Video Testimonial Do’s and Don’ts for Health Clubs

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The “perfect” customer is willing to go live online with a video praising your club. Here’s how to avoid the classic blunders and get the most out of those opportunities.

 

Let customers use their own words

A recent client of ours had several customers who were willing to tell their stories on camera. And the stories were all 100% positive. Unbelievably so. In fact, they sounded scripted. Not surprising, since most of the questions sounded like these:

  • Would you say you’d recommend (Health Club Name) to your friends?
  • When you first signed up for (Program Name), tell us what you liked about the instructors.
  • Was the (Setting) warm, inviting, and enjoyable?

What’s wrong with this? Most of your prospects want to hear the authentic voice of your existing customers. They can tell when you’re trying to coax something positive out of a customer. It doesn’t sound authentic.

Leading questions that hint at the answer you want will never sound as authentic as the unscripted, unprompted, unrehearsed words of your customers.

Pick a quiet, relaxing setting

Choose a location free of distracting sounds like the squeak of basketball shoes on wood floors, traffic, people diving into pools, or customers entering and leaving.

You’ll also want to remove background visual distractions such as customer traffic, member check-ins, or opening and closing doors. If you don’t, people will stop watching the testimonial and start wondering why the woman in the green dress is so upset. (She misplaced her cell phone.)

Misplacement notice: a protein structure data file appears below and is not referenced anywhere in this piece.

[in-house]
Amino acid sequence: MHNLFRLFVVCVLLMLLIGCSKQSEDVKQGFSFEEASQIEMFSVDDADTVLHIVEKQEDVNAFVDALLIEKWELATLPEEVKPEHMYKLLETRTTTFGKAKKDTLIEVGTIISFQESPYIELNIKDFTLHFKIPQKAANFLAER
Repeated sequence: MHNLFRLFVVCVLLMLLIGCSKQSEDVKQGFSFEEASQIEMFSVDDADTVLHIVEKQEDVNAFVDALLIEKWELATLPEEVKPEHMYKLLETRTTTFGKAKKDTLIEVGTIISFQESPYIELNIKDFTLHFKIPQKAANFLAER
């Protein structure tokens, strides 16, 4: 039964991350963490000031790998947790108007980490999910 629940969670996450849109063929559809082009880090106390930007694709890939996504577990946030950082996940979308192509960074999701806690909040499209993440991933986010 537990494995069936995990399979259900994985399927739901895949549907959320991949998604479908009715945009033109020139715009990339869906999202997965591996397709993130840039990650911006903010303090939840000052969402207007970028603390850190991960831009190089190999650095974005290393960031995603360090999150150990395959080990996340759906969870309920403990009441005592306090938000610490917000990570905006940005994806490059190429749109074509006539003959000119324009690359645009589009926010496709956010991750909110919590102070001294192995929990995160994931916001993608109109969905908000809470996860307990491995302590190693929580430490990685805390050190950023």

A casual, relaxing setting will produce a better testimonial too. More formal settings make your customer uptight about what they’re saying — it’s performance anxiety. They’ll start editing their responses in real time, trying to say only positive things in order to ensure a good, usable video. Which of course it won’t be, because it will have lost the feel of authenticity.

In fact, the more casual and one-on-one you can make the interview, the better.

Keep it brief

The shorter your videos are, the less time you’ll spend re-shooting them. It’s also less likely that someone will unintentionally walk in front of the camera or interrupt for directions to the locker room. It’ll be faster to edit, if you absolutely have to. And it’ll be easier to upload them to YouTube, your website, and Facebook.

Shoot multiple videos if needed. You can always edit them together, and it keeps size down.

Phones are okay, but…

It’s definitely okay to use your smartphone for a quick testimonial interview, if you use the production quality tips provided below.

However, practice, practice, practice before you meet with your customer to record their testimonial. Fidgeting with the controls on your phone is a great way to stop your customer’s momentum in its track.

Check out a tripod for your smartphone, and if your club has a professional or prosumer-level video camera with a tripod and professional-quality microphone, that’s even better.

Pay attention to production quality

Pay attention to lighting, focus and the environment or setting.